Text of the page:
It turns out that the captain of the AG-14 was none other than Antonius Essen, the only son of the Russian Admiral Nikolai Essen, head of the Russian Baltic Sea Fleet. Admiral Essen died suddenly of pneumonia in 1915. His family received another shock when son Antonius went down with his crew when the AG-14 hit a mine two years later.

(The Essens were actually ethnic Germans who for two centuries served loyally with the Russian Imperial Navy. Seven family members had been awarded the Order of St. George, Russia’s highest military decoration).
Back in Burnaby our submarine industry dreams came to an end when the Americans entered the war in 1917. Freed from the constraints of neutrality, submarine manufacturers could move back across the border. The secret Barnet factory was dismantled, leaving little behind but bits of wood and rusty metal.

Forsythe to leave CBC at year-end
New Story (2014)

The Globe & Mail has reported on October 21, 2014:

After 30 years with the CBC – 18 of them hosting the province-wide show B.C. Almanac, Mark Forsythe is retiring from the public broadcaster. His retirement was announced Tuesday; his final show will be Dec. 24. The new host of the program will be Gloria Macarenko.

Mr. Forsythe said what he will miss most is the relationship the open-line broadcast show fostered every day with listeners. He called the decision to retire a tough one, but said the time felt right to hand over the reins to someone else.

“I don’t want to belabour the CBC funding woes, but that’s kind of where it’s come to for me,” he said in an interview on Tuesday. “Basically, we don’t have the resources for me to prepare a daily provincial broadcast that I think listeners are entitled to. That’s what it comes down to. If I don’t have the heart to do that, then I should probably move on [so] there are opportunities here for other people, younger people behind me.”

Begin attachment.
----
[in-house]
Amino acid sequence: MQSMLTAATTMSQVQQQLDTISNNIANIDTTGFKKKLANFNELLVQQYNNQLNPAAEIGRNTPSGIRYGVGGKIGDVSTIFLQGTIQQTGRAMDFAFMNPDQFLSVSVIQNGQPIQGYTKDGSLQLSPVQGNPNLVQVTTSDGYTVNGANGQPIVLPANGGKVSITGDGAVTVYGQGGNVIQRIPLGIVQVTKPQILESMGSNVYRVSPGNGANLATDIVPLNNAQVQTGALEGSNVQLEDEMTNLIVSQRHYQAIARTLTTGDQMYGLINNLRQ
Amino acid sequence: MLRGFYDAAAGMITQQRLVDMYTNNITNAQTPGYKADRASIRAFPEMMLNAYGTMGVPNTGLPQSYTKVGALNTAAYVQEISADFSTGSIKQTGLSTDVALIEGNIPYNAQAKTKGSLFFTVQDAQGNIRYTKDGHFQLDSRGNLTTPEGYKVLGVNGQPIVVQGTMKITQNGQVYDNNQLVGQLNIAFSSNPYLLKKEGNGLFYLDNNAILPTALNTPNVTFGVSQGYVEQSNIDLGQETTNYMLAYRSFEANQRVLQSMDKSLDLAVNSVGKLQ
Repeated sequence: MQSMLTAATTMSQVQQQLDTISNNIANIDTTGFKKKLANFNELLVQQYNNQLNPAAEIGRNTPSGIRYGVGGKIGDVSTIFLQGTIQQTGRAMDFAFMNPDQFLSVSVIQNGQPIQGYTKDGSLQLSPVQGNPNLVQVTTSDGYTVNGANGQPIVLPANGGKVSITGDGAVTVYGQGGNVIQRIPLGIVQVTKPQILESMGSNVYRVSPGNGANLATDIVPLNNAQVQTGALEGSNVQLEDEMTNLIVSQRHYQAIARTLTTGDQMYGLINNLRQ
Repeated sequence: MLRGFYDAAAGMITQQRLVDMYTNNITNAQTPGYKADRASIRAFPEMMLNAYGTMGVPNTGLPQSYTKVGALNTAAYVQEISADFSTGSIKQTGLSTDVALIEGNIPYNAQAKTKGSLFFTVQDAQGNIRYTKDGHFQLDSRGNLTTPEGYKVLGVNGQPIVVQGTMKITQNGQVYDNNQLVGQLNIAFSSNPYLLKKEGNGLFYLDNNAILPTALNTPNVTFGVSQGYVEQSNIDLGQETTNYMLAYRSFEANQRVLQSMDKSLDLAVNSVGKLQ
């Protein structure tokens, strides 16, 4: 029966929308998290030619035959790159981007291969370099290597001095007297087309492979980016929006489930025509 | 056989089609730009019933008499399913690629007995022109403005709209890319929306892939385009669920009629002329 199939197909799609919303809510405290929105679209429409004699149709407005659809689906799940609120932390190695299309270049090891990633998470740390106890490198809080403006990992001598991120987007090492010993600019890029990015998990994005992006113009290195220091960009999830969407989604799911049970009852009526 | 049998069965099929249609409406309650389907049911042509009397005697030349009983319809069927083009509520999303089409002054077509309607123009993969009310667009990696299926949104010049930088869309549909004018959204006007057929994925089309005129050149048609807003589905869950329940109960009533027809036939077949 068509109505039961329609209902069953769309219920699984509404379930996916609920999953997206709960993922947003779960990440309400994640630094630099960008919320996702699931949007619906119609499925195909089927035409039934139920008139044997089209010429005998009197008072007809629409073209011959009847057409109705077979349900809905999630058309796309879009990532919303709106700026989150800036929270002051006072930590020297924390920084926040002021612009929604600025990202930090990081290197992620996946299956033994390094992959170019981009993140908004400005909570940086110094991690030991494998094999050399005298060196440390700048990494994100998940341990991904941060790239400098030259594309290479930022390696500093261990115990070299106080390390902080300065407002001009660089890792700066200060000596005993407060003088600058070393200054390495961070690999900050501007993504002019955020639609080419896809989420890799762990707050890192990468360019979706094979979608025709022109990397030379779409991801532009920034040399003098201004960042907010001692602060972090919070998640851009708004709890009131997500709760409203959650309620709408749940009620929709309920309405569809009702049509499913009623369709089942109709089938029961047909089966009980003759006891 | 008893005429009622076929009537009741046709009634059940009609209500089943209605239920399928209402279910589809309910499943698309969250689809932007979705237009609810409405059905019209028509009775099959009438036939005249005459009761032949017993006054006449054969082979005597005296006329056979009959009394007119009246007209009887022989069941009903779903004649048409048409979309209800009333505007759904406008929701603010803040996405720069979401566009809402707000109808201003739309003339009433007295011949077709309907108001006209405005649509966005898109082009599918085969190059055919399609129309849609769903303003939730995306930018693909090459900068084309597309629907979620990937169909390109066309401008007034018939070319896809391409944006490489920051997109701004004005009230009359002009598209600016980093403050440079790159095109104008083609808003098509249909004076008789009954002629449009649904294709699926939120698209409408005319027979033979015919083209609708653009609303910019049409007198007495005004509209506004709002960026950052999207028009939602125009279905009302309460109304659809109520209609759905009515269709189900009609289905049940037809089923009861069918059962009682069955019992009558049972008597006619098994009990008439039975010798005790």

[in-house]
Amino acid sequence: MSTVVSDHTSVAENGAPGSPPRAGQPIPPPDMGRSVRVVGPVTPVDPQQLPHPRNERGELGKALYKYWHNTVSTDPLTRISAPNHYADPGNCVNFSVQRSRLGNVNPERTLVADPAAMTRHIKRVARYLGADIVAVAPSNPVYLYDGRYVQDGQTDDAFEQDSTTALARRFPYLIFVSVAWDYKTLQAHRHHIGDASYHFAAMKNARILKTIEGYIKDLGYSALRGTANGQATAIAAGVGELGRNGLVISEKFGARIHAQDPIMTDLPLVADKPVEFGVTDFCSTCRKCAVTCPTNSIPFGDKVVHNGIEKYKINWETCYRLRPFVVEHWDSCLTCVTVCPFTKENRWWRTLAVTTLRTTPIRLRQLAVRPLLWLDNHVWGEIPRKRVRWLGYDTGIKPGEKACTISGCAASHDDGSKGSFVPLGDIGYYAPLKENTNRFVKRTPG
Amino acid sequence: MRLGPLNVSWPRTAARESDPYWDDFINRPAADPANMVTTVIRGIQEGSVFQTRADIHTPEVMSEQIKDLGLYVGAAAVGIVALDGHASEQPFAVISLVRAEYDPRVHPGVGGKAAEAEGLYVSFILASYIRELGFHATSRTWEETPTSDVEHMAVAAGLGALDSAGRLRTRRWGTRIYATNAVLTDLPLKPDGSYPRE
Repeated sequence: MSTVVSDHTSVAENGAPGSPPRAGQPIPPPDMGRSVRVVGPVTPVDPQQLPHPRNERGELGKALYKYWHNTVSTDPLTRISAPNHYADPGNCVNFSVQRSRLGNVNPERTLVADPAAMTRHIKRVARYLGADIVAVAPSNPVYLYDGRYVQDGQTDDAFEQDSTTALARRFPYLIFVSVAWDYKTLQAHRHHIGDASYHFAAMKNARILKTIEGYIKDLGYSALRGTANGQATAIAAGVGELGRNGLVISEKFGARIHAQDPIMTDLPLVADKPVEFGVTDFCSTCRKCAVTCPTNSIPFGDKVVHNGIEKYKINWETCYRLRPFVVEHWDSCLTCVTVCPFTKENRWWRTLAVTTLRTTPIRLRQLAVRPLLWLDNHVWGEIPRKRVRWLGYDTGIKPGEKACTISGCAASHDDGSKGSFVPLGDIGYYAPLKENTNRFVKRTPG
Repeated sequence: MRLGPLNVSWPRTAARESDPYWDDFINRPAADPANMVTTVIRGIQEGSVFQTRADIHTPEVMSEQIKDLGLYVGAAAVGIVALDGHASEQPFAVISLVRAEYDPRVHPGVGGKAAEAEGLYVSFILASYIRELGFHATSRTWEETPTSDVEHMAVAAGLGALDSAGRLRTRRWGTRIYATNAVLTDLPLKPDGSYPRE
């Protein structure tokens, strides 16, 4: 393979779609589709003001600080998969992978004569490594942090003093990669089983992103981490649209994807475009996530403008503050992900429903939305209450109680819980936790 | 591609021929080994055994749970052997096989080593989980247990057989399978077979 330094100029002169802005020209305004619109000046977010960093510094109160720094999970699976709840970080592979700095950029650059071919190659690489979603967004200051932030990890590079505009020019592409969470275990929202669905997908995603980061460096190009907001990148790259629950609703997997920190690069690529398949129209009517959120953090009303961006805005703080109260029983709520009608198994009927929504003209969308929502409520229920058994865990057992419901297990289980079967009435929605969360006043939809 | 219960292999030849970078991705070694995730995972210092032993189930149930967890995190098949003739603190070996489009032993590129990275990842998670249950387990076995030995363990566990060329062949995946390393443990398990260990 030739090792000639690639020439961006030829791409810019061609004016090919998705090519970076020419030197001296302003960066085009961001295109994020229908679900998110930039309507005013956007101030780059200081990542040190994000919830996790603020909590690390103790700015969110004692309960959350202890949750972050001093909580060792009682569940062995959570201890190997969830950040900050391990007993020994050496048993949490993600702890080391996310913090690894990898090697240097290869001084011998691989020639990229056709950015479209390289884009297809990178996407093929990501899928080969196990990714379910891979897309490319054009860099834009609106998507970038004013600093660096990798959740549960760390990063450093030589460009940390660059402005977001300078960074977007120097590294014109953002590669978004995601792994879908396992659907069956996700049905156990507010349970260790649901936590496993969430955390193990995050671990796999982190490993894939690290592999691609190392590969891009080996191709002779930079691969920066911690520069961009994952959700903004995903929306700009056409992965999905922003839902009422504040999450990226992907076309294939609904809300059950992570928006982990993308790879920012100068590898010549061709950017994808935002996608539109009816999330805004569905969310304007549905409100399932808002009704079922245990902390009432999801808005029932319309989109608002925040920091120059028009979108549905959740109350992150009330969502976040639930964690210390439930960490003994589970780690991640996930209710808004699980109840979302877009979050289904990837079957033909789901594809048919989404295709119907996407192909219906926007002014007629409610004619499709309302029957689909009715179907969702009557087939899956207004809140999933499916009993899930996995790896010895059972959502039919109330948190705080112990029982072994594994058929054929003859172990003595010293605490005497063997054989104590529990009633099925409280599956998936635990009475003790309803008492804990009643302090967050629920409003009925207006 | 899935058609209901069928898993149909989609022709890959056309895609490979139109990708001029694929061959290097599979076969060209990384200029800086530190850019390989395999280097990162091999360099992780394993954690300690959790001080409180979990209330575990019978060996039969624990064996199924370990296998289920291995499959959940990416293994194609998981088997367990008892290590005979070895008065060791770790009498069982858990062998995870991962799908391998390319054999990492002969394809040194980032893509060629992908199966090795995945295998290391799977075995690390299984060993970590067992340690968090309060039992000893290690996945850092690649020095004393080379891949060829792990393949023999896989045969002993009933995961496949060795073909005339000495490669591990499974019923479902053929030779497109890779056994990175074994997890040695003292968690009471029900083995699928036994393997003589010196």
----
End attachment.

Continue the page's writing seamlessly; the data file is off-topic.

In April, CBC/Radio-Canada announced plans to cut 657 jobs to meet a $130-million budget shortfall.

Since joining CBC Radio in Prince Rupert three decades ago, Mr. Forsythe has made lasting memories of travelling around B.C., telling a range of stories that reflects the province back to itself, he said. These include broadcasts from Duncan, where the Cowichan Tribes First Nation struggled with a spike in suicides; wildfires in Salmon Arm, Lillooet and Barriere; and Adams River during a peak salmon run.

“I feel gratitude for the good years I had at CBC, the opportunities that they gave me,” Mr. Forsythe said, adding that he will take some time to consider future endeavours such as writing, photography and working with non-profit organizations.

Ms. Macarenko, who will continue to host Our Vancouver and The Story from Here in addition to B.C. Almanac, praised Mr. Forsythe as a “wonderful listener” and strong interviewer.

“I’ve marvelled at the way he keeps the show on course and on topic while dealing with a lot of unknowns, which can happen in any one of those calls that comes through,” she said.

Ms. Macarenko said it is too early to say what the show might look like in the new year, but she doesn’t anticipate it will change dramatically. “It’s been a formula that has been successful,” she said. “I think it’s familiar, it’s in-depth, and the regular listeners know what to expect from that hour between noon and 1 o’clock.”

Lorna Haeber, director of programming for CBC Radio in British Columbia, said Mr. Forsythe is fondly referred to as “Mr. B.C.”

“You would be hard-pressed to find anybody who has travelled to more corners of this province and has explored it, is inspired by it, who cares about it and he takes that really seriously. Journalistic integrity is just a hallmark of everything he does and I think that permeates the show and the work that he does.”

Ms. Haeber said Ms. Macarenko, who until recently was the host of the local CBC TV newscast, was a “great fit” for B.C. Almanac. “I think that she has all of the qualities that listeners come to expect of a host on B.C. Almanac in terms of the journalistic integrity, the depth of knowledge about issues important to British Columbia, and she’s a really great communicator so I think people will just enjoy being able to phone up and engage with her.”